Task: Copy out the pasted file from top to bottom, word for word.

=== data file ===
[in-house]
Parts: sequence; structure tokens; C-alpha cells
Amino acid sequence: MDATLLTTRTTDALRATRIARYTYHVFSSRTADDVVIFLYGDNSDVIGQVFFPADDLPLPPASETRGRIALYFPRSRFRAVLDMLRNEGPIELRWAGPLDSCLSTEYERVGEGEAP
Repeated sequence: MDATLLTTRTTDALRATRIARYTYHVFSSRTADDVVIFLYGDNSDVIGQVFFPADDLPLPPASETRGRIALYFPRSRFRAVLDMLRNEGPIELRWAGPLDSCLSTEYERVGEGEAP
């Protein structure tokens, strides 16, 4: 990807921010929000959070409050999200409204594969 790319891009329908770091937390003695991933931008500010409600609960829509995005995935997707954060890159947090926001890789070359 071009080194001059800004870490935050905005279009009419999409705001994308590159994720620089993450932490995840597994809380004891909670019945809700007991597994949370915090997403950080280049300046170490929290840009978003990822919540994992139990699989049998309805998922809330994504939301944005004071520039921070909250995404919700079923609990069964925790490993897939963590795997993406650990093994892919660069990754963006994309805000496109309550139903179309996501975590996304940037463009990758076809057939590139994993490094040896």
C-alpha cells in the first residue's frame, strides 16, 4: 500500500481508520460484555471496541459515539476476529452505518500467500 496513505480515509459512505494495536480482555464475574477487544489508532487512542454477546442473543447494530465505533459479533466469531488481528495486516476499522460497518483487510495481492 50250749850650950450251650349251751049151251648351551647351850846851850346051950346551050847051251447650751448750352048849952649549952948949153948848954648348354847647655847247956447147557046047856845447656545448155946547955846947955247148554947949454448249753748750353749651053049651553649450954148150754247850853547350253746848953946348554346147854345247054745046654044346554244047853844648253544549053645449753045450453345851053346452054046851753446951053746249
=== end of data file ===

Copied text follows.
[in-house]
Parts: sequence; structure tokens; C-alpha cells
Amino acid sequence: MDATLLTTRTTDALRATRIARYTYHVFSSRTADDVVIFLYGDNSDVIGQVFFPADDLPLPPASETRGRIALYFPRSRFRAVLDMLRNEGPIELRWAGPLDSCLSTEYERVGEGEAP
Repeated sequence: MDATLLTTRTTDALRATRIARYTYHVFSSRTADDVVIFLYGDNSDVIGQVFFPADDLPLPPASETRGRIALYFPRSRFRAVLDMLRNEGPIELRWAGPLDSCLSTEYERVGEGEAP
């Protein structure tokens, strides 16, 4: 990807921010929000959070409050999200409204594969 790319891009329908770091937390003695991933931008500010409600609960829509995005995935997707954060890159947090926001890789070359 071009080194001059800004870490935050905005279009009419999409705001994308590159994720620089993450932490995840597994809380004891909670019945809700007991597994949370915090997403950080280049300046170490929290840009978003990822919540994992139990699989049998309805998922809330994504939301944005004071520039921070909250995404919700079923609990069964925790490993897939963590795997993406650990093994892919660069990754963006994309805000496109309550139903179309996501975590996304940037463009990758076809057939590139994993490094040896």
C-alpha cells in the first residue's frame, strides 16, 4: 500500500481508520460484555471496541459515539476476529452505518500467500 496513505480515509459512505494495536480482555464475574477487544489508532487512542454477546442473543447494530465505533459479533466469531488481528495486516476499522460497518483487510495481492 50250749850650950450251650349251751049151251648351551647351850846851850346051950346551050847051251447650751448750352048849952649549952948949153948848954648348354847647655847247956447147557046047856845447656545448155946547955846947955247148554947949454448249753748750353749651053049651553649450954148150754247850853547350253746848953946348554346147854345247054745046654044346554244047853844648253544549053645449753045450453345851053346452054046851753446951053746249